A Tired Old Script: Web Movie Innovation Thwarted by Studios
The latest plot twist in home movie viewing comes courtesy of a black box not much bigger than a VHS cassette.
This $99.99 gadget, like many other new video devices, connects to both a TV and a home network to bring movies off the Internet. But unlike competitors, it also connects to one of the most popular video-rental services in the United States: Netflix.
And on it, you can watch all the movies you want with any Netflix subscription of $8.99 or more per month.
In some alternative universe, Roku's Netflix Player might become as essential as a DVD player for movie fans. But because the Netflix Player only accesses a tiny fraction of that service's vast catalog, it's now more of a curiosity, a novelty for niche markets.
Or, to phrase things as politely as possible: None of the Netflix Player's core problems can be blamed on its hardware or software. This box -- made by the Saratoga, Calif., firm behind a few elegant, simple wireless receivers that play Web radio and music stored on a computer through your stereo -- is far more appealing than the PC-based "watch instantly" feature Netflix launched in January 2007.
That option limits you to viewing a movie on a computer's screen unless you have hooked it up to an HDTV with a PC-compatible video input. And it comes with infuriatingly limited system requirements: You have to run Microsoft's Internet Explorer in Windows XP or Vista, then consent to the installation of an array of video and "digital rights management" browser add-ons before watching anything.
With the Netflix Player you only need a computer to visit Netflix's site, pick out movies and add them to the "watch instantly" queue. So you can run any browser you like and don't need to add any strange software.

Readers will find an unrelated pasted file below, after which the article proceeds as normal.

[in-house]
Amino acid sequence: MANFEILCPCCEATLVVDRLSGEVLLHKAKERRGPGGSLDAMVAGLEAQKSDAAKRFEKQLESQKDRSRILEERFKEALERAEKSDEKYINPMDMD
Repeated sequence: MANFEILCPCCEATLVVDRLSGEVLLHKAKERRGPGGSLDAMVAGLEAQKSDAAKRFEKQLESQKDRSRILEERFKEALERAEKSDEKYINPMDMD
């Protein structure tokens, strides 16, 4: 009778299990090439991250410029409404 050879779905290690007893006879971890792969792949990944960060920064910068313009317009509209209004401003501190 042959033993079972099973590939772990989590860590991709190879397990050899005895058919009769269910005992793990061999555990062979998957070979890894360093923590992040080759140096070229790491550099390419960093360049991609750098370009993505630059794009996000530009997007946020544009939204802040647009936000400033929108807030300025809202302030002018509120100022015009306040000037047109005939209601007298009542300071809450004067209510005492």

The player connects to both wired and wireless networks. The only difficult part of setting up a review unit loaned by Roku was "typing" a WiFi network password by selecting letters and numbers from the TV's screen with a simple nine-button remote.
Roku's box doesn't store movies for offline viewing, instead relying on broadband connection to stream them directly from Netflix's site. But to keep you from waiting more than a minute for a TV show or movie to start, Netflix must trade quality for a fast download.
On a DSL connection with an unremarkable speed of 1.5 million bits per second, video on the Roku box was limited to half of peak quality. That meant that while the picture generally looked fine on an old, standard-definition cathode-ray tube TV, most text in movies' closing credits was blurred beyond recognition.
At one point, the Roku box felt compelled to downshift to the lowest possible quality level, which made the subtitles in "Nanking" difficult to read.
When paired with a much faster connection and a high-def LCD at washingtonpost.com's offices, Netflix could serve up its highest possible picture, advertised as "DVD-quality." But on that sharper screen, things somehow seemed worse.